The teaching of Josemaria Escriva has compelled me to move from the theoretical to the actual doing. First it was clear what it was that someone had to do, and then it became unavoidably clear that I needed to give it my best effort.
The extension of my work into the community for the sake of my family must also be for the sake of the family in general. If I petition City Hall for better roads or fight in the United Nations for fundamental freedoms, I am doing the work of a homemaker. I am working for my children and my children’s children, I am working for my neighbor and his family and I am working for the individual who has not yet discovered his identity with family. This work of making our civilization into a home where the human person can thrive is the work of the homemaker. It is my work.
Now let me tell you about the institute we founded. The National Institute of Womanhood (NIW) seeks to imbue all women with a deep awareness of the dignity of womanhood and to create and sustain a culture of respect for woman. NIW is a pro-active think tank that works to meet social challenges by promoting constructive dialogue on issues concerning the development of the person, the family and society, through public opinion, policy analysis and leadership development. We also provide research for non-governmental organizations and individuals attending United Nations and other global conferences on women’s issues.(1)
From 1990 to 1994 the Institute began its national expansion by establishing programs designed to reach women at home, in the work place and in the university. During those years NIW published a Newsletter, held annual workshops, hosted five annual conferences, and sponsored more than twenty forums. The Institute began to develop a national presence and to establish its reputation in women’s issues.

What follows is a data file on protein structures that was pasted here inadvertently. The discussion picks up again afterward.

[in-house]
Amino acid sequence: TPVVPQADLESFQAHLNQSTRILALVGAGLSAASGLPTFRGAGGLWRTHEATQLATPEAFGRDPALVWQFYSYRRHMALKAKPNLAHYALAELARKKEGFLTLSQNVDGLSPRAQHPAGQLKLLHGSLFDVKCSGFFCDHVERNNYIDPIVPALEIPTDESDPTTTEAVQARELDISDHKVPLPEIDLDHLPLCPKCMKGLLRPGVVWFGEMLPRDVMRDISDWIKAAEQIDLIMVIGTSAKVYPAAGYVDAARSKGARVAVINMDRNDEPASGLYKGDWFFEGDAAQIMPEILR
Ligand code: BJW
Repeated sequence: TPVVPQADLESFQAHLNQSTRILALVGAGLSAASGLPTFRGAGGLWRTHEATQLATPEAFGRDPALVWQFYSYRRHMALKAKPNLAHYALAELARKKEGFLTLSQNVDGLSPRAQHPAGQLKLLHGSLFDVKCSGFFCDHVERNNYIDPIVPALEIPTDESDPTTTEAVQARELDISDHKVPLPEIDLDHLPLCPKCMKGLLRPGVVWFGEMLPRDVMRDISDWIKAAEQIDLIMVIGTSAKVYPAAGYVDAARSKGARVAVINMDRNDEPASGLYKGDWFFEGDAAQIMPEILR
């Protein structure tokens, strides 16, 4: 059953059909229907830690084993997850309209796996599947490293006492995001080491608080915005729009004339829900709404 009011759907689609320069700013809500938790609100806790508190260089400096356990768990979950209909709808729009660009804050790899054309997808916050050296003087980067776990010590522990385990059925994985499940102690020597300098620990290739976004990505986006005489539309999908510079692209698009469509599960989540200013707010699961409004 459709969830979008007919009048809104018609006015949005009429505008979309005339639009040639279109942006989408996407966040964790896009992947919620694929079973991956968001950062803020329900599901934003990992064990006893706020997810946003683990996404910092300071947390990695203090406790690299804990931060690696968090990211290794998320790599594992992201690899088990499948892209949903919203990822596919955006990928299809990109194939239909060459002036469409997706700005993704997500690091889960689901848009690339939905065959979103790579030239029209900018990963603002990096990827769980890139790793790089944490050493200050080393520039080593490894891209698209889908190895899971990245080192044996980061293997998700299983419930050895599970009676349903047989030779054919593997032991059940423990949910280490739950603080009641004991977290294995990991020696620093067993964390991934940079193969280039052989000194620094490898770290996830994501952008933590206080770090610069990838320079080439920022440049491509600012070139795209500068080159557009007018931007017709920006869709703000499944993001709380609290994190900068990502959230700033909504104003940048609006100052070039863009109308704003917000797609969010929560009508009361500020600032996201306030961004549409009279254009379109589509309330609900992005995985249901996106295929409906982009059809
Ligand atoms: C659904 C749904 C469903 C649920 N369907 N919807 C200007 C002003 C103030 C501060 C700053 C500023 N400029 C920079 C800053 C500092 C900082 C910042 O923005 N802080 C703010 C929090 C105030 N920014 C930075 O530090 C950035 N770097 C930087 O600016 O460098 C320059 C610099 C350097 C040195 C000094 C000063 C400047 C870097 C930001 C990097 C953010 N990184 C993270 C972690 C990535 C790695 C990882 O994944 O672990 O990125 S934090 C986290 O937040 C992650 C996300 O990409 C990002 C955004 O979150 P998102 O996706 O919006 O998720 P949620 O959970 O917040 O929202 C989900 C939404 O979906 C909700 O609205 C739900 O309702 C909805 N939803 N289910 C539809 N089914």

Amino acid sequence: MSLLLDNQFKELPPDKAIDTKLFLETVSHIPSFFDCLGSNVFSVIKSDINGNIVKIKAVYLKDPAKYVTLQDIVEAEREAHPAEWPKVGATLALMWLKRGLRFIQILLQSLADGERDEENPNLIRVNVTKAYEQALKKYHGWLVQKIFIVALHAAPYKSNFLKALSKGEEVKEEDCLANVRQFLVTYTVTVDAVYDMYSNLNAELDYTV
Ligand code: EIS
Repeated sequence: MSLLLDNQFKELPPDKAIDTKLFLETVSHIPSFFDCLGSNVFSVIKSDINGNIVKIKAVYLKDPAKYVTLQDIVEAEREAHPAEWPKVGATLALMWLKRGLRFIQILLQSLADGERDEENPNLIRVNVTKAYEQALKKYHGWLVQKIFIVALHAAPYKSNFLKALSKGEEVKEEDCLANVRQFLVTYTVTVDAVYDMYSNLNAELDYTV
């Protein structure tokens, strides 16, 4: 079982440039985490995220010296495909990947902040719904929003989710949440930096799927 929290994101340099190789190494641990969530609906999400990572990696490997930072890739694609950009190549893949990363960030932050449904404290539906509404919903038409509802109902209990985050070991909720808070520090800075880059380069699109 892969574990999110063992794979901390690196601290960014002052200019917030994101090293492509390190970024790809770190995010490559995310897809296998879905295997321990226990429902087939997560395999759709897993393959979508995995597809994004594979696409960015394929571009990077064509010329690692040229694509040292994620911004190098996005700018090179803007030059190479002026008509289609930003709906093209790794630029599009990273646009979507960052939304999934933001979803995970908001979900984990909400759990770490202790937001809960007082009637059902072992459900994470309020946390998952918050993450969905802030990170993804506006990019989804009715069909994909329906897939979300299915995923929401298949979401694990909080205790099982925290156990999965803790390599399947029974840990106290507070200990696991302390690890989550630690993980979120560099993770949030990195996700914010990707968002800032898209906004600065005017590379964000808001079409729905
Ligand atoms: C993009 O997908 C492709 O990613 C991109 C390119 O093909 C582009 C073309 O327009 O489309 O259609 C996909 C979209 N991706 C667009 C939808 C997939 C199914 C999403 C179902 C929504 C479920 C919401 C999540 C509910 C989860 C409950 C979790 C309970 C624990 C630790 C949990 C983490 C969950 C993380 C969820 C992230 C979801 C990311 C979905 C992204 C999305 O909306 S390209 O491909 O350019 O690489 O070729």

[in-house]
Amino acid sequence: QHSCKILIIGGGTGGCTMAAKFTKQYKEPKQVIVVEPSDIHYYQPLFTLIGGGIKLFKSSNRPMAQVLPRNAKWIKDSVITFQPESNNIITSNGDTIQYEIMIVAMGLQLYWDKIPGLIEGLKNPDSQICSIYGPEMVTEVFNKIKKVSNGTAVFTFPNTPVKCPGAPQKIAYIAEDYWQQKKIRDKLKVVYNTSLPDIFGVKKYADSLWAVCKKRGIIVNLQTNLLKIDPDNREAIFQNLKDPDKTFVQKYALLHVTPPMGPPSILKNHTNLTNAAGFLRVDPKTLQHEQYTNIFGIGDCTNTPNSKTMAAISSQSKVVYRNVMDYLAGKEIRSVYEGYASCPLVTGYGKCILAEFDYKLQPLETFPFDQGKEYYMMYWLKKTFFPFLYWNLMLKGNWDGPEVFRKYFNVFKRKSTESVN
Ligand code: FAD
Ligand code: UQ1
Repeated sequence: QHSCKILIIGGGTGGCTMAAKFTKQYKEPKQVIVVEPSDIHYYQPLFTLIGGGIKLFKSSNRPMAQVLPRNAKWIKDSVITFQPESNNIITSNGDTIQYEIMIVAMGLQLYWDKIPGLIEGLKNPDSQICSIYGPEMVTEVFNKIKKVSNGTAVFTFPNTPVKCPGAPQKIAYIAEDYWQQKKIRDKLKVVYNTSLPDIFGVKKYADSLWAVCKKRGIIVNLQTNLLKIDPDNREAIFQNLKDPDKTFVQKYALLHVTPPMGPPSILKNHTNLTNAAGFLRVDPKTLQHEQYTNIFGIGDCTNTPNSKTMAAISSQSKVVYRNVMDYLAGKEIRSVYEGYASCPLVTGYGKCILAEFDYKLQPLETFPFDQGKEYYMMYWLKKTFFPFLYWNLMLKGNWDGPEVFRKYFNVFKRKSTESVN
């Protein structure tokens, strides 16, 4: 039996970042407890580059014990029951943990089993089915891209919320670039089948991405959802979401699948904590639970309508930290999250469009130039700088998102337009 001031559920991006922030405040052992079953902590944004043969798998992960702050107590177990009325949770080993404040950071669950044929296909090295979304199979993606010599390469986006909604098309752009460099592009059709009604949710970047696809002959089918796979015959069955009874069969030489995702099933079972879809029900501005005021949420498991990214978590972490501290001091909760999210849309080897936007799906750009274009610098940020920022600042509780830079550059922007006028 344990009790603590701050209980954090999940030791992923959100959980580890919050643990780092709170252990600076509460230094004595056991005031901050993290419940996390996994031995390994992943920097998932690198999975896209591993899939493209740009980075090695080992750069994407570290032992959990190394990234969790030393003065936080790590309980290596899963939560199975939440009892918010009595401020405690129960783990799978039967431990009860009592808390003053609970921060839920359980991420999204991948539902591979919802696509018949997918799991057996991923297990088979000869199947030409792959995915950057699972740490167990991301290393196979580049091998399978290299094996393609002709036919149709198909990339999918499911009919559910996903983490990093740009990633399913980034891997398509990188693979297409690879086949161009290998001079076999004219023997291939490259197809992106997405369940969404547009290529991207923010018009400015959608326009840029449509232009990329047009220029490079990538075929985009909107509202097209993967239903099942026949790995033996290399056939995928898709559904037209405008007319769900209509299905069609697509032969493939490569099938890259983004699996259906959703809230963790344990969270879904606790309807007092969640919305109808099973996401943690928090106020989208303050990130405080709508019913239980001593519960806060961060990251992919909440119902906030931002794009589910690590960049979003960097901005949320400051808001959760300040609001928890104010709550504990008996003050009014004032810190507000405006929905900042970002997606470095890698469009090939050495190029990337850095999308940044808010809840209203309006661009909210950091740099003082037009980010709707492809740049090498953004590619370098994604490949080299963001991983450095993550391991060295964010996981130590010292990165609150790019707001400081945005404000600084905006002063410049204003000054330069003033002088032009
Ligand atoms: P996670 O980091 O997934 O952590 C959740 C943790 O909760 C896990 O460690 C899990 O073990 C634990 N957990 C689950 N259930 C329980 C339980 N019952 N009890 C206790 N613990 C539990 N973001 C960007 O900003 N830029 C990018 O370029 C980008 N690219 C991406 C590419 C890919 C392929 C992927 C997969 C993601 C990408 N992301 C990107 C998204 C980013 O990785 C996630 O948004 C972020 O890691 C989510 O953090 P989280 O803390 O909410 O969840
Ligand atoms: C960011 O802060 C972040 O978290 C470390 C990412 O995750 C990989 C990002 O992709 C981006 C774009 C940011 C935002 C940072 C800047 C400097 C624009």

The efforts to maintain the regular activities have proved to be the most challenging. At times the needs of our children made it necessary to suspend the monthly forums and the publications of the newsletter. The pace at which the United Nations moves cannot be our measure. We contribute what we can, when we can. In the business that we are in things change at the pace of decades, even centuries. A major significance of this work has been the people we have been able to meet, the conversations we have shared, the bridges we have built. I never would have dreamed of meeting and reaching these persons had it not been for the transfusion of encouragement received through the teaching of St. Josemaria.
Both my family and NIW can fill all the waking hours in a week; and that would still not be sufficient time devoted to either of them. Here is where Josemaria Escriva comes to the rescue again. He has offered so many wonderful insights, strategies on how to persevere to the end. His suggestions of how to think about order and good use of time, for instance, are very helpful for finding ways to increase effectiveness.
Among these many ordinary demands on my time and talents, a little common sense can suggest which task can be delegated and delegate it. Josemaria reminded us that “a fundamental rule for good management is to give responsibility to others without this becoming for you a way of seeking anonymity or comfort” (Furrow, 972). Concretely, this means the laundry gets delegated. In our home each person over the age of ten, my husband included, is responsible for their own laundry. The children are taught how to use the machines, the schedule and, what is more they are expected, as they get older, to help with the general household laundry such as the washing of the towels and to help the younger ones. My husband has been a tremendous leader on this front, particularly when the going gets tough. On the other hand, I prepare most of the dinners, the children, however, are responsible for preparing desserts such as brownies and chocolate chip cookies.